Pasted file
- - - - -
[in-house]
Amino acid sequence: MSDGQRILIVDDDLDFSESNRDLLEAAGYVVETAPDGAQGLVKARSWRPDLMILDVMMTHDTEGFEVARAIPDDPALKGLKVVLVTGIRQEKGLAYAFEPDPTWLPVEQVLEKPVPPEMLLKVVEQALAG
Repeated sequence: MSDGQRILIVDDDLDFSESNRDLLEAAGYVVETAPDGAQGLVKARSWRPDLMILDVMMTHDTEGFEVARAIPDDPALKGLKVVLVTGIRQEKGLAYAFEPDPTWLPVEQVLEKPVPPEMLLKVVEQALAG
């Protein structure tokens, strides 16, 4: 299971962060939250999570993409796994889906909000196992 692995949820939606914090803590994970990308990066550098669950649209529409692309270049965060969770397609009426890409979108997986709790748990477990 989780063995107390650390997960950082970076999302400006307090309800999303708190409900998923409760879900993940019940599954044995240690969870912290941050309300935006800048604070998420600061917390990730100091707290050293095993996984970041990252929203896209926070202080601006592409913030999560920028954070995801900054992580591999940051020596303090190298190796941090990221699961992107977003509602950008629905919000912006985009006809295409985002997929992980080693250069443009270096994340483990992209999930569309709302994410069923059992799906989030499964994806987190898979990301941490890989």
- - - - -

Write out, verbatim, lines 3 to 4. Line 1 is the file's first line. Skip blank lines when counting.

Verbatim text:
Repeated sequence: MSDGQRILIVDDDLDFSESNRDLLEAAGYVVETAPDGAQGLVKARSWRPDLMILDVMMTHDTEGFEVARAIPDDPALKGLKVVLVTGIRQEKGLAYAFEPDPTWLPVEQVLEKPVPPEMLLKVVEQALAG
């Protein structure tokens, strides 16, 4: 299971962060939250999570993409796994889906909000196992 692995949820939606914090803590994970990308990066550098669950649209529409692309270049965060969770397609009426890409979108997986709790748990477990 989780063995107390650390997960950082970076999302400006307090309800999303708190409900998923409760879900993940019940599954044995240690969870912290941050309300935006800048604070998420600061917390990730100091707290050293095993996984970041990252929203896209926070202080601006592409913030999560920028954070995801900054992580591999940051020596303090190298190796941090990221699961992107977003509602950008629905919000912006985009006809295409985002997929992980080693250069443009270096994340483990992209999930569309709302994410069923059992799906989030499964994806987190898979990301941490890989």